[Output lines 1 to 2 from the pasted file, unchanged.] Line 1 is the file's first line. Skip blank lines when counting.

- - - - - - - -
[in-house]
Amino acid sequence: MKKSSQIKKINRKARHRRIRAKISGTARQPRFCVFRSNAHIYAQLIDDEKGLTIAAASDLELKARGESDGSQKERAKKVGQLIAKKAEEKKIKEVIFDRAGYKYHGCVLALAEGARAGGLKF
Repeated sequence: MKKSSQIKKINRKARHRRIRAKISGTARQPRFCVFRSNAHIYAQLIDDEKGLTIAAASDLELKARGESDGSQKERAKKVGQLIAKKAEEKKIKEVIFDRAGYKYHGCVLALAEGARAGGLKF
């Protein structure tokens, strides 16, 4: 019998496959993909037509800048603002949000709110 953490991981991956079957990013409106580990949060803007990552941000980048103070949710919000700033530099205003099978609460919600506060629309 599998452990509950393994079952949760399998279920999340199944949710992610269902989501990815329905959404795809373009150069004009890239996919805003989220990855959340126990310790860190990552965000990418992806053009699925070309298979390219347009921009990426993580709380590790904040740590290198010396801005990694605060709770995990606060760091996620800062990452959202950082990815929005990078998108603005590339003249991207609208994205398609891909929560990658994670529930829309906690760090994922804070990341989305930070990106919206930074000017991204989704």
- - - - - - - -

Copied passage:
[in-house]
Amino acid sequence: MKKSSQIKKINRKARHRRIRAKISGTARQPRFCVFRSNAHIYAQLIDDEKGLTIAAASDLELKARGESDGSQKERAKKVGQLIAKKAEEKKIKEVIFDRAGYKYHGCVLALAEGARAGGLKF